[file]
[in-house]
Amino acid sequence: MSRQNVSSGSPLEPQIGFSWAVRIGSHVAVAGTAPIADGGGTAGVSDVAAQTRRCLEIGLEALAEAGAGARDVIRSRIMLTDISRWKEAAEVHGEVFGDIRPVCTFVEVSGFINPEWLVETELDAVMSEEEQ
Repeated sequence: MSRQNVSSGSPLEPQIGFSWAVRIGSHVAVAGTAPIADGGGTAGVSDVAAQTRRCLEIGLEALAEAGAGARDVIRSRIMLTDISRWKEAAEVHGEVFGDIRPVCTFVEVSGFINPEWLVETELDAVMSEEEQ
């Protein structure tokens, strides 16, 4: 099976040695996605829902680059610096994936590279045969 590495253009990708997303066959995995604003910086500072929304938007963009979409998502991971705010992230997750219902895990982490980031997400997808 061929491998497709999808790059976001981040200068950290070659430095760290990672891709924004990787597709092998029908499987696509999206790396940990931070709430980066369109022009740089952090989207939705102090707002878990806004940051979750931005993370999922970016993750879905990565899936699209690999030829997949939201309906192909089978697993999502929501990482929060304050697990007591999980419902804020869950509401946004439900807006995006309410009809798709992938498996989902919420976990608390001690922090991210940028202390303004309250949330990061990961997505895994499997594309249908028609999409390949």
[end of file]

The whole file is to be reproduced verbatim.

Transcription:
[in-house]
Amino acid sequence: MSRQNVSSGSPLEPQIGFSWAVRIGSHVAVAGTAPIADGGGTAGVSDVAAQTRRCLEIGLEALAEAGAGARDVIRSRIMLTDISRWKEAAEVHGEVFGDIRPVCTFVEVSGFINPEWLVETELDAVMSEEEQ
Repeated sequence: MSRQNVSSGSPLEPQIGFSWAVRIGSHVAVAGTAPIADGGGTAGVSDVAAQTRRCLEIGLEALAEAGAGARDVIRSRIMLTDISRWKEAAEVHGEVFGDIRPVCTFVEVSGFINPEWLVETELDAVMSEEEQ
């Protein structure tokens, strides 16, 4: 099976040695996605829902680059610096994936590279045969 590495253009990708997303066959995995604003910086500072929304938007963009979409998502991971705010992230997750219902895990982490980031997400997808 061929491998497709999808790059976001981040200068950290070659430095760290990672891709924004990787597709092998029908499987696509999206790396940990931070709430980066369109022009740089952090989207939705102090707002878990806004940051979750931005993370999922970016993750879905990565899936699209690999030829997949939201309906192909089978697993999502929501990482929060304050697990007591999980419902804020869950509401946004439900807006995006309410009809798709992938498996989902919420976990608390001690922090991210940028202390303004309250949330990061990961997505895994499997594309249908028609999409390949």